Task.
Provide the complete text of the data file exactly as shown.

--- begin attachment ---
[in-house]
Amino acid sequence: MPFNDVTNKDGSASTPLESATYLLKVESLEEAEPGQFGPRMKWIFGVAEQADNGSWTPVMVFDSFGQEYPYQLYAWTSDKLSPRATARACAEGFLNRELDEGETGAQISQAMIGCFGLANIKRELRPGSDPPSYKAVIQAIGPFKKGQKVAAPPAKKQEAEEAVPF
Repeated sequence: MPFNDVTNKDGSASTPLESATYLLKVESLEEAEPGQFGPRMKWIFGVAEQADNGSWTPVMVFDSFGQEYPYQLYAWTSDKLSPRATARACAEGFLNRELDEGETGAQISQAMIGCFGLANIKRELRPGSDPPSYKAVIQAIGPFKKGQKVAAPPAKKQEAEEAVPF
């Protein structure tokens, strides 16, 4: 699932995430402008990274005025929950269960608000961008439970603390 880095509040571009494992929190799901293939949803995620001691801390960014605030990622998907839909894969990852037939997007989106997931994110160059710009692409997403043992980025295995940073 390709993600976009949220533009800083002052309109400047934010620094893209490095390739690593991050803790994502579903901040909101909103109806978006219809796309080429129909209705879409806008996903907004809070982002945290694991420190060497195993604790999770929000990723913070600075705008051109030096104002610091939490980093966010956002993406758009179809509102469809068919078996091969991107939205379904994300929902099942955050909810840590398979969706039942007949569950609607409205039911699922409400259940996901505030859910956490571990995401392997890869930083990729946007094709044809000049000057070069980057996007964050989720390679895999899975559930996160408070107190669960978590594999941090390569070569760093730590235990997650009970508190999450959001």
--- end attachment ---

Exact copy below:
[in-house]
Amino acid sequence: MPFNDVTNKDGSASTPLESATYLLKVESLEEAEPGQFGPRMKWIFGVAEQADNGSWTPVMVFDSFGQEYPYQLYAWTSDKLSPRATARACAEGFLNRELDEGETGAQISQAMIGCFGLANIKRELRPGSDPPSYKAVIQAIGPFKKGQKVAAPPAKKQEAEEAVPF
Repeated sequence: MPFNDVTNKDGSASTPLESATYLLKVESLEEAEPGQFGPRMKWIFGVAEQADNGSWTPVMVFDSFGQEYPYQLYAWTSDKLSPRATARACAEGFLNRELDEGETGAQISQAMIGCFGLANIKRELRPGSDPPSYKAVIQAIGPFKKGQKVAAPPAKKQEAEEAVPF
């Protein structure tokens, strides 16, 4: 699932995430402008990274005025929950269960608000961008439970603390 880095509040571009494992929190799901293939949803995620001691801390960014605030990622998907839909894969990852037939997007989106997931994110160059710009692409997403043992980025295995940073 390709993600976009949220533009800083002052309109400047934010620094893209490095390739690593991050803790994502579903901040909101909103109806978006219809796309080429129909209705879409806008996903907004809070982002945290694991420190060497195993604790999770929000990723913070600075705008051109030096104002610091939490980093966010956002993406758009179809509102469809068919078996091969991107939205379904994300929902099942955050909810840590398979969706039942007949569950609607409205039911699922409400259940996901505030859910956490571990995401392997890869930083990729946007094709044809000049000057070069980057996007964050989720390679895999899975559930996160408070107190669960978590594999941090390569070569760093730590235990997650009970508190999450959001």